“This is very unfortunate news for our membership,” he said. “We have put forth a good-faith effort to reduce overtime costs by agreeing to flexible scheduling to react to manpower shortages, but sadly the village chose to use it ineffectively. The union does not control overtime that was approved and budgeted for during the fiscal year.”

Carpentersville Village Manager Mark Rooney, who said he had not seen the release from the union, declined comment.

Nieves said that in 2014 negotiations between village officials and union members resulted in an agreement that created swing shift employees, where firefighters were moved from their regularly assigned shifts to another to fill vacancies created by other employees’ vacations and authorized time off.

At that time, the village issued a news release stating that if the swing-shift schedule works as expected, no full-time firefighters would be laid off for the duration of the current collective bargaining agreement, which expires in 2016. In turn, the union decided to withdraw a grievance it filed that year which disputed the village’s decision to lay off two full-time firefighters.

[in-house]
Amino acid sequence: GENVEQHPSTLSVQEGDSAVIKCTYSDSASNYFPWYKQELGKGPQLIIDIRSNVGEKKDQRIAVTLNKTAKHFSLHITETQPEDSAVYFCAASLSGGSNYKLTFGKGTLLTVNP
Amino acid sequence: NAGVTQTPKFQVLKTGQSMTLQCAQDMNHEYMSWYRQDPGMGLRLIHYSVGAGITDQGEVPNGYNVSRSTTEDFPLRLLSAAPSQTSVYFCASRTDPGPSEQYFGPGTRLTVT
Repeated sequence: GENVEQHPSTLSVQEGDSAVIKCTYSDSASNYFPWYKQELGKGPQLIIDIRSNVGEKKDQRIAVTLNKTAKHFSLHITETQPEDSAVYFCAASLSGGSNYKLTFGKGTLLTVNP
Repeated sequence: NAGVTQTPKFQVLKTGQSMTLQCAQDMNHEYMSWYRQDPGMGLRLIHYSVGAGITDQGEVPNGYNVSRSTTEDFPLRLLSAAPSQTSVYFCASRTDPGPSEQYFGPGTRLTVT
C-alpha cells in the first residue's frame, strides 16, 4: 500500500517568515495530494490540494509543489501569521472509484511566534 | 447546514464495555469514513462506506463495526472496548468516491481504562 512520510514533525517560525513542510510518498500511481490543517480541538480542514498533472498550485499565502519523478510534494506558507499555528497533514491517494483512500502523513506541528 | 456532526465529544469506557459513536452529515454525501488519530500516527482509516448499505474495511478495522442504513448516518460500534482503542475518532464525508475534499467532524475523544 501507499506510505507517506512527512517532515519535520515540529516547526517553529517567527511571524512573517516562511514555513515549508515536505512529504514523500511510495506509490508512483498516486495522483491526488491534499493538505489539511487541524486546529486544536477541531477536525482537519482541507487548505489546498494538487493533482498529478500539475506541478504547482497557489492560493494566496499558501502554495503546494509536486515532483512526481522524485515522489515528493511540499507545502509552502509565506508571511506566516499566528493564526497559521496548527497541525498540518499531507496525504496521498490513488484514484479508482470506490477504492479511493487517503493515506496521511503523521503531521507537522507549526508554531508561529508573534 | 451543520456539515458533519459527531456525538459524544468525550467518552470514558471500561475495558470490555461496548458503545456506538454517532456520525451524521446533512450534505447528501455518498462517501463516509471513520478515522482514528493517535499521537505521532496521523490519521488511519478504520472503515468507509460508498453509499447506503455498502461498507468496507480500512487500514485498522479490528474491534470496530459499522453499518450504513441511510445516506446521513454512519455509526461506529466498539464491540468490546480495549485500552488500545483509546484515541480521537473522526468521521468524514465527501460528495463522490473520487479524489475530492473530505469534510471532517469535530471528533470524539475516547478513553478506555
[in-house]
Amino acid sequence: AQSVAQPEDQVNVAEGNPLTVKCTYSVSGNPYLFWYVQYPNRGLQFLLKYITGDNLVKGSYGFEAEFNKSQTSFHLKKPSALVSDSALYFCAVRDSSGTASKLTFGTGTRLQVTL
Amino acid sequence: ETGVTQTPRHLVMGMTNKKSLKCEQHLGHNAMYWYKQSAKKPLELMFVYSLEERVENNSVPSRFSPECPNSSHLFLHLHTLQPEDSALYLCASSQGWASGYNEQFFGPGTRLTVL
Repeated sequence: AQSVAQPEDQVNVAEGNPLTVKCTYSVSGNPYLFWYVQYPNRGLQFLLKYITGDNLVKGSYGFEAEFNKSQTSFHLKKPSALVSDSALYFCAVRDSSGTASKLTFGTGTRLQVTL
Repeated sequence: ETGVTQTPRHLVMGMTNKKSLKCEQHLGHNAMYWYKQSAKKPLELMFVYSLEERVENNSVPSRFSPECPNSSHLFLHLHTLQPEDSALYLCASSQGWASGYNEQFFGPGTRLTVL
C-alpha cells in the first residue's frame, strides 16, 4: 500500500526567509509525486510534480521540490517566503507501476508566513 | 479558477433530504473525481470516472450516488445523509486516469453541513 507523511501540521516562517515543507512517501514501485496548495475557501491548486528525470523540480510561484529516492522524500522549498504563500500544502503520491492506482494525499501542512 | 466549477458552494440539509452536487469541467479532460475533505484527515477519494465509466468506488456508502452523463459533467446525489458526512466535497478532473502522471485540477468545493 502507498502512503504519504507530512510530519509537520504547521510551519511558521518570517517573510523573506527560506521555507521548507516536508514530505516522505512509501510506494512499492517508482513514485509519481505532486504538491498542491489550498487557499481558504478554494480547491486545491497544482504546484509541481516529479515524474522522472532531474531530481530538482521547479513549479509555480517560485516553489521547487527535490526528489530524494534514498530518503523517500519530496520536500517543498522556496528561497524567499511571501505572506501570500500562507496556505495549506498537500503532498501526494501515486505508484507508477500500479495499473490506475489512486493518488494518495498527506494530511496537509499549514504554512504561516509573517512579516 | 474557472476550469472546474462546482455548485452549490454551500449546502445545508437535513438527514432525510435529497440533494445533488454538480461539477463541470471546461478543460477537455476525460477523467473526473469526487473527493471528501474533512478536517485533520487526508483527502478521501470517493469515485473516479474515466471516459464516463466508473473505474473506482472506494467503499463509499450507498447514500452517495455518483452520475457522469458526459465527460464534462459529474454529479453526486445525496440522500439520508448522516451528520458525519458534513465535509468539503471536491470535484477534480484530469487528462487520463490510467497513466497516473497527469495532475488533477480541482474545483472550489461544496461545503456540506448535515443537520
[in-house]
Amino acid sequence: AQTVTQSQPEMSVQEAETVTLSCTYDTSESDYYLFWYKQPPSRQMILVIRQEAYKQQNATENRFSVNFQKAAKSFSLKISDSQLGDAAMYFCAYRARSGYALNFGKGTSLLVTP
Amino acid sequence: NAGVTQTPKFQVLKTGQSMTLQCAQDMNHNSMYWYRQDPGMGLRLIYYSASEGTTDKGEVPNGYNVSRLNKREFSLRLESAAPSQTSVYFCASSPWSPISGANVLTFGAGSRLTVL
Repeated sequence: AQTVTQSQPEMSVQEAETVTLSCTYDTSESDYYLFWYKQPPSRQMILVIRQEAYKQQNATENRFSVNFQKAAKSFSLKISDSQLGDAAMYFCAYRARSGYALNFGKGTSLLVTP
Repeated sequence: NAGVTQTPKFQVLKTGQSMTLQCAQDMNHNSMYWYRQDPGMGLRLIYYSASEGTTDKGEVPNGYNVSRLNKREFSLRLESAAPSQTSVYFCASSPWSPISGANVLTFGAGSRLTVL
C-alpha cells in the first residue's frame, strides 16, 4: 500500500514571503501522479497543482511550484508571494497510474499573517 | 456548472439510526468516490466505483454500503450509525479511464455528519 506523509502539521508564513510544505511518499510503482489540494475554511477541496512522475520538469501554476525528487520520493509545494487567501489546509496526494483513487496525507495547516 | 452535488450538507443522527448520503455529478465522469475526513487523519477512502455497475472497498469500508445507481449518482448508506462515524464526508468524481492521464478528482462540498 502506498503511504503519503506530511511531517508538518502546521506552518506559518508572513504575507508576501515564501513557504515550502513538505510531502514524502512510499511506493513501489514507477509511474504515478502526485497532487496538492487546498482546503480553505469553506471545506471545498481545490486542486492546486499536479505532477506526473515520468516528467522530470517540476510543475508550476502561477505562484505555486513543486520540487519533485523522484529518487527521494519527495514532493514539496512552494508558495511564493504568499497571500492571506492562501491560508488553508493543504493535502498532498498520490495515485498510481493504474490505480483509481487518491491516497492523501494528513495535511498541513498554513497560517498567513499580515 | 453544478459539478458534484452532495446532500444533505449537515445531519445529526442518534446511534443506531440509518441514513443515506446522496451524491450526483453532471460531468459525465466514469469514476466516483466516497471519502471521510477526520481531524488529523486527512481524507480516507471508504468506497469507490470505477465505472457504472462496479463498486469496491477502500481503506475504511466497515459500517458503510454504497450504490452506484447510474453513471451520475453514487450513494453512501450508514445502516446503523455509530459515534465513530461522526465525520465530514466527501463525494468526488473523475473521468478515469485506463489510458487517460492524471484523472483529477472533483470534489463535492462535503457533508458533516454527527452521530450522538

Nieves said village officials agreed to the swing-shift concept as an attempt to decrease costs during a time of need.

“The village sent the union notice that they were opting out of the swing shift the same day as the layoff notices were issued,” he said.

This is the second time firefighters have given concessions to address a perceived shortfall, Nieves said in the release.

“But we don’t believe we should shoulder the entire burden. The village has not laid off any other employees and has given raises to other employees this year,” he said.

He said the village has made a practice of delaying the replacement of members due to injuries and retirements, which puts a strain on the already meager overtime budget negotiated in the last contract.

The recent consolidation study paid for in part by the Village of Carpentersville shows a need for increased staffing to four firefighters in each of the three Carpentersville stations, Nieves said.

“We need to work together to start adopting recommendations from a study the village paid for,” he said. “We have always worked to manage any crisis the community has faced, including financial crises as well. With the loss of a deputy chief, administrative assistant and now the fire chief, our membership, many of whom are residents of Carpentersville, feel there is not a financial need to lay off firefighters as Village President Ed Ritter has previously stated. We hope this can come to a good conclusion.”

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Layoffs coming to Carpentersville (update)

The Daily Herald has an article about a delay in laying off fire firefighters in Carpentersville: